U. scientists mapping true size of Yellowstone's magma reservoir

U. scientists mapping true size of Yellowstone's magma reservoir


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SALT LAKE CITY — The volcanic activity below Yellowstone Park is alive and well; and now it appears the upper magma reservoir underneath, which fires all the geyser attractions, is much bigger than scientists once believed.

According to University of Utah distinguished research professor Robert Smith, "This upper crustal magma body is 2 1/2 times bigger than we had thought before."

Jamie Farrell, the postdoctoral student who made the discovery, said, "Our new results show the magma reservoir is about 60 miles long from southwest to northeast."

Older imaging showed a smaller reservoir; but the newer, larger magma map extends beyond the park caldera's boundaries and close to the surface, in a remote and active area known as the Hot Springs Basin.

For the Utah research team, the discovery takes on a special significance.

"We believe that this is the largest imaged magma reservoir on the earth," Farrell said.

With the evolution of more and better instrumentation in and outside the park, Smith and Farrell say their vision of what's under the surface is simply much clearer than what scientists were able to pick up before.

Smith, who began studying Yellowstone some 50 years ago, says with each passing year — and all the postdoctoral students, geologists and geophysicists who've mapped and analyzed the infamous caldera — the data just keeps getting better.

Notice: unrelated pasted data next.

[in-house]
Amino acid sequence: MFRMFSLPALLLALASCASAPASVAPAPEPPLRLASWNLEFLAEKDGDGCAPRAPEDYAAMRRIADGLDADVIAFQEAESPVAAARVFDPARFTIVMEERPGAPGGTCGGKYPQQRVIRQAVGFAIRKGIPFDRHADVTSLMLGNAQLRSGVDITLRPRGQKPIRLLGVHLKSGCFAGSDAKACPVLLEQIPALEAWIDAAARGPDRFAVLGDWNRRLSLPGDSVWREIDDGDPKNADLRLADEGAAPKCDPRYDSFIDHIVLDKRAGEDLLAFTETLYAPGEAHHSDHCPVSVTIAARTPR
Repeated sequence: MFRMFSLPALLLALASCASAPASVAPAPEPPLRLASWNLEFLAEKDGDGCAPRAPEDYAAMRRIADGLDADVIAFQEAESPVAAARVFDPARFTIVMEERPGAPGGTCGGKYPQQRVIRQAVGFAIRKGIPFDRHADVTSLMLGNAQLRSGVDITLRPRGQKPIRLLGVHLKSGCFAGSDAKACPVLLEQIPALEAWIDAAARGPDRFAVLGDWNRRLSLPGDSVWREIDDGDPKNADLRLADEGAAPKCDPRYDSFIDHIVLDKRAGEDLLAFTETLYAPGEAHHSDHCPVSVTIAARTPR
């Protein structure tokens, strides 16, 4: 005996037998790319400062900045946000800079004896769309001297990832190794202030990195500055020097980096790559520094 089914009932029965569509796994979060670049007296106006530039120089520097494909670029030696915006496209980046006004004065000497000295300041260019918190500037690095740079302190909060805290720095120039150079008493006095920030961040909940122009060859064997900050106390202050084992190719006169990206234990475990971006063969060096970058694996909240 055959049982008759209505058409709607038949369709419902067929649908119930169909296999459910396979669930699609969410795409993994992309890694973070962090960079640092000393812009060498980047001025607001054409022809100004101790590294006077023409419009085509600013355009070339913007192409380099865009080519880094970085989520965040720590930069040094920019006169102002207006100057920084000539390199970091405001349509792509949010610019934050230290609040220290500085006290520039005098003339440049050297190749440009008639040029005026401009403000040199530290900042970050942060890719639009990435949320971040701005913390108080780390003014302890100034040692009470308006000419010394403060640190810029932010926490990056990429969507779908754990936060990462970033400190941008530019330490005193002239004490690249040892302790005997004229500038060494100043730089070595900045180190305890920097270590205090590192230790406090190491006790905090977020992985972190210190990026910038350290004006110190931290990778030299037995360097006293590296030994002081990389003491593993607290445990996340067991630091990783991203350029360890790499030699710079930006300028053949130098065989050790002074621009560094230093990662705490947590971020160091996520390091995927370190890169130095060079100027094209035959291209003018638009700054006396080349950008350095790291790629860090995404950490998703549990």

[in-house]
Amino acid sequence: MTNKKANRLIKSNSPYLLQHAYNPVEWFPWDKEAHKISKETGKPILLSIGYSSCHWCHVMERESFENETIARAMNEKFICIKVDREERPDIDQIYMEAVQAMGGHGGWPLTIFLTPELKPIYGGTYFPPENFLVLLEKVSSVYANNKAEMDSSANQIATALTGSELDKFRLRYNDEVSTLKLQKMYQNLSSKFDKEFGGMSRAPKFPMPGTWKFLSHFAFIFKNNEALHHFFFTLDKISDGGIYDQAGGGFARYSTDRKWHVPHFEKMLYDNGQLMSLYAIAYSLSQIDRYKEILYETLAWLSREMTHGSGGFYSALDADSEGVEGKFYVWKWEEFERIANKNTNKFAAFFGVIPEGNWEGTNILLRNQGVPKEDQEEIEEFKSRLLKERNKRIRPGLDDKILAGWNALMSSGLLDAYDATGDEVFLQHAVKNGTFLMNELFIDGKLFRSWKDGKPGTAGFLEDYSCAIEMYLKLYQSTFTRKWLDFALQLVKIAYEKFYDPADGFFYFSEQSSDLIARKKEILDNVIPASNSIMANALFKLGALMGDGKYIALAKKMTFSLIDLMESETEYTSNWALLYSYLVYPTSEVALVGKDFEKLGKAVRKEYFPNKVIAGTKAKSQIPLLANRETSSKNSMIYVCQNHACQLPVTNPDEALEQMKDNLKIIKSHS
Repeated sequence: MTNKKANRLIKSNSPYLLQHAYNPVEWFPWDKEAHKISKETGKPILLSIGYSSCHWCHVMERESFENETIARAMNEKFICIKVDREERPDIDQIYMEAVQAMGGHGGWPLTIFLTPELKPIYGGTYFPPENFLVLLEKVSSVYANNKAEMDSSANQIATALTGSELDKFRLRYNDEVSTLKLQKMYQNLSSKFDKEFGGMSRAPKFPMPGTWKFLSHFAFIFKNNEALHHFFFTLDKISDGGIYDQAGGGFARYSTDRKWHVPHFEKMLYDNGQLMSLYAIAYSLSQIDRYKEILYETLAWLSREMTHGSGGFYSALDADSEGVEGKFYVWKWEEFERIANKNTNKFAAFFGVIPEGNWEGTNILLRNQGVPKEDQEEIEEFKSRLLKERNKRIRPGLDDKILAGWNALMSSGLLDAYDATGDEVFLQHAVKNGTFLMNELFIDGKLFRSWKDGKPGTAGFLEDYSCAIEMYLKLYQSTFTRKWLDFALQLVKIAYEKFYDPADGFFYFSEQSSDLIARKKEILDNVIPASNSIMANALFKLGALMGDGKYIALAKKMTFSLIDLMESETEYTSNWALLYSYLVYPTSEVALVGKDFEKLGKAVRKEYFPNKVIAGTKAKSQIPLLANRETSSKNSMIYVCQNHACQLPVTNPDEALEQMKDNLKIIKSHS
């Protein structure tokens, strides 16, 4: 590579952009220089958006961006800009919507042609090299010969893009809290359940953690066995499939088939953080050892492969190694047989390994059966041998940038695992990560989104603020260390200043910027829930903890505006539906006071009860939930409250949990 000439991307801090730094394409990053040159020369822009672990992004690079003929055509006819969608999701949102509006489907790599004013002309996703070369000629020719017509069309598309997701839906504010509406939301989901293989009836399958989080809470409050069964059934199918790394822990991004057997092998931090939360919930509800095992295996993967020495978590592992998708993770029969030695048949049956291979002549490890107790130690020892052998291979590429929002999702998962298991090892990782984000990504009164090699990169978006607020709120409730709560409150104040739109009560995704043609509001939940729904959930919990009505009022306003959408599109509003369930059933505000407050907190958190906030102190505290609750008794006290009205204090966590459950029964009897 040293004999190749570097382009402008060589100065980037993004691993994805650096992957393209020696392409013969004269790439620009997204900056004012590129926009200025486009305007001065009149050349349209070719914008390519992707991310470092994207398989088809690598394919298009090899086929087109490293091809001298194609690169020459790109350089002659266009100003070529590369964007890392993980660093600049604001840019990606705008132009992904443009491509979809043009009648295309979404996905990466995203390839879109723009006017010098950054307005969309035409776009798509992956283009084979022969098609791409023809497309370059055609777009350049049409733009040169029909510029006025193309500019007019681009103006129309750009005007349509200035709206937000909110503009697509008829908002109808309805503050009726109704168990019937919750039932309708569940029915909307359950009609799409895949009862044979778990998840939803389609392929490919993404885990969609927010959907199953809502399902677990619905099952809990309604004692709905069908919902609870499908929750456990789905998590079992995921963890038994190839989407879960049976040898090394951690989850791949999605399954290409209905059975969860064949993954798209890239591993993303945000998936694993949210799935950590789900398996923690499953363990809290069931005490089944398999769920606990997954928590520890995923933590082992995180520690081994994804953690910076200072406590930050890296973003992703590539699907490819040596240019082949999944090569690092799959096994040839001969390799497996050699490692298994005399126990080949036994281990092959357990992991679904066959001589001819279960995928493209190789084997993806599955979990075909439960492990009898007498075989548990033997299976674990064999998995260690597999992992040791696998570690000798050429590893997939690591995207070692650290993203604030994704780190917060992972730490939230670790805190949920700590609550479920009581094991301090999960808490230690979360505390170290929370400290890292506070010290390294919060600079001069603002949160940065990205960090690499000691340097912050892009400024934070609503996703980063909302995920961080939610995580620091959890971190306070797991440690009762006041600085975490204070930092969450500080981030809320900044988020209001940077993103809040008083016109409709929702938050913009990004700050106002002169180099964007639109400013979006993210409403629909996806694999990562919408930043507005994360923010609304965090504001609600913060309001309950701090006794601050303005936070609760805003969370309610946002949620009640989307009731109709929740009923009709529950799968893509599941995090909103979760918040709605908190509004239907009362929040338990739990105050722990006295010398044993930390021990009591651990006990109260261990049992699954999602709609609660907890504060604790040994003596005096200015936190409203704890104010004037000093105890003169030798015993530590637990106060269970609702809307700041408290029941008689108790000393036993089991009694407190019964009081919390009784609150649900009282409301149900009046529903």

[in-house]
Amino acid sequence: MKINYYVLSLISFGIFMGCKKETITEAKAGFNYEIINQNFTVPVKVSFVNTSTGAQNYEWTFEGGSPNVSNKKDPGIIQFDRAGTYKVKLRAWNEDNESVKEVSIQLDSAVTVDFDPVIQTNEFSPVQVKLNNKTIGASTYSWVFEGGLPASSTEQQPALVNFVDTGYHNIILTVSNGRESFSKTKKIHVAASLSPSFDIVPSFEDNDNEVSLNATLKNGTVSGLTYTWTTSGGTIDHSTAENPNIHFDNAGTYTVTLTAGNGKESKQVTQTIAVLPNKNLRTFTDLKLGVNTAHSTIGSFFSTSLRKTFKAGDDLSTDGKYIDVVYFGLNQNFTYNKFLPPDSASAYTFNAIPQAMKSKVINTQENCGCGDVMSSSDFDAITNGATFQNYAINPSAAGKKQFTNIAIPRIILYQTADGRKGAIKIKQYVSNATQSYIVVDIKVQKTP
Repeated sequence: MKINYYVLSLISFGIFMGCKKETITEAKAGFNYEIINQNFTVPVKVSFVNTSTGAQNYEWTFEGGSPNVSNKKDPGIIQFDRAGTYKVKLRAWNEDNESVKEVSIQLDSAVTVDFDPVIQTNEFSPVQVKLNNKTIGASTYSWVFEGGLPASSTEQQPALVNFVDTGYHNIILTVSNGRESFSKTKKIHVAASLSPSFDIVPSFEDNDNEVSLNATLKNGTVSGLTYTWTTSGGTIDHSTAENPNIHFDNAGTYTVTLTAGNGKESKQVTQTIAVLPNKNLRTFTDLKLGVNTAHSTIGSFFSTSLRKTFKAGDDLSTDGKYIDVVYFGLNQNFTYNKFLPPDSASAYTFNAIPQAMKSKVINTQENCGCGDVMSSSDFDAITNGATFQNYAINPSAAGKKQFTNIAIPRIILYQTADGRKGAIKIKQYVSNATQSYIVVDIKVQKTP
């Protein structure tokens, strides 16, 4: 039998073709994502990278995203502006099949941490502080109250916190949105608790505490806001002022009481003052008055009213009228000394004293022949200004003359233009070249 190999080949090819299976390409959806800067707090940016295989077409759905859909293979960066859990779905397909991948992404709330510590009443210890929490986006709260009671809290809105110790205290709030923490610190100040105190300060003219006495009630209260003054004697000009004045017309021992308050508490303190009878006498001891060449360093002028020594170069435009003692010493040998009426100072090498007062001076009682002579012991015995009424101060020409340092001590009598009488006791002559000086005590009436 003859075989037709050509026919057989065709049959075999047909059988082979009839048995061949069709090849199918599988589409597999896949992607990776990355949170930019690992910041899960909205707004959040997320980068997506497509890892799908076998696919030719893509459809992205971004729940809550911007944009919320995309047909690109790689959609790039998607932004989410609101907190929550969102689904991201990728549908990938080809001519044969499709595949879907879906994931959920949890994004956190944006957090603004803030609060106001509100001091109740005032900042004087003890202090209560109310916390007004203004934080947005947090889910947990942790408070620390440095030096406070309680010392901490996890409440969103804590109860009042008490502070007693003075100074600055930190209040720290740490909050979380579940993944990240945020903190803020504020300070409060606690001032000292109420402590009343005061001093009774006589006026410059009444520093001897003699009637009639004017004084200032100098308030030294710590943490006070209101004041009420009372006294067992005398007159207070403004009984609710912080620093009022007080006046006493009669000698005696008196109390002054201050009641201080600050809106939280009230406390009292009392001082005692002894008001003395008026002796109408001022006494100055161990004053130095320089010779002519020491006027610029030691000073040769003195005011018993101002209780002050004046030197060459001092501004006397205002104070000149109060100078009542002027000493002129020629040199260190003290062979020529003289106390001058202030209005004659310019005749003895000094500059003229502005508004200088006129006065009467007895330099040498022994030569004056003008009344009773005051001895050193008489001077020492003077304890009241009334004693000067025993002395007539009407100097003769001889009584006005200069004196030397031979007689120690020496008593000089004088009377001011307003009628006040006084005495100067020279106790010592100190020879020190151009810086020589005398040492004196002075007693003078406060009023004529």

"It's like having the lens of your eye get better and stronger, as you see more and more resolution and higher and finer detail, " Smith said.


So, does this bigger magma reservoir mean Yellowstone could blow its top as it did 640,000 years ago? Not likely, Smith said.

But if something should happen, Smith and his colleagues believe it more than likely will occur on a smaller scale.

"We've know the volcanic history of Yellowstone for the past 50 years," Smith said. There have been three giant caldera eruptions, sometimes called super eruptions; and in between, 80 to 100 inner-caldera eruptions, he said.

But now, even if the magma reservoir should become recharged at some point and make its way along nature's conduits — which in the Hot Springs Basin are only 4 miles below the surface — the smaller eruption would probably be more spectacular than devastating.

"These features are flows," Smith said. "They might be explosive locally, but they may cover only 1 or 2 square miles. They may only be a few hundred feet thick."

This kind of release of magma to the surface might happen and it might not. No one is making any predictions.

"Some people will say if you find more and more magma, it's a bigger hazard," Smith said; "but no, it really isn't."

At Yellowstone, the University of Utah serves as the park's monitoring sentry. With a network of over 35 seismic stations, scientists listen to the volcanic music — which comes in the form of earthquakes, an average of 1,000 to 2,000 a year.

Most of the earthquakes are small, but they always serve as reminders that the shifting land masses and the volcanism that feeds the wondrous park is what makes and keeps Yellowstone an adventurous living laboratory.


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Ed Yeates


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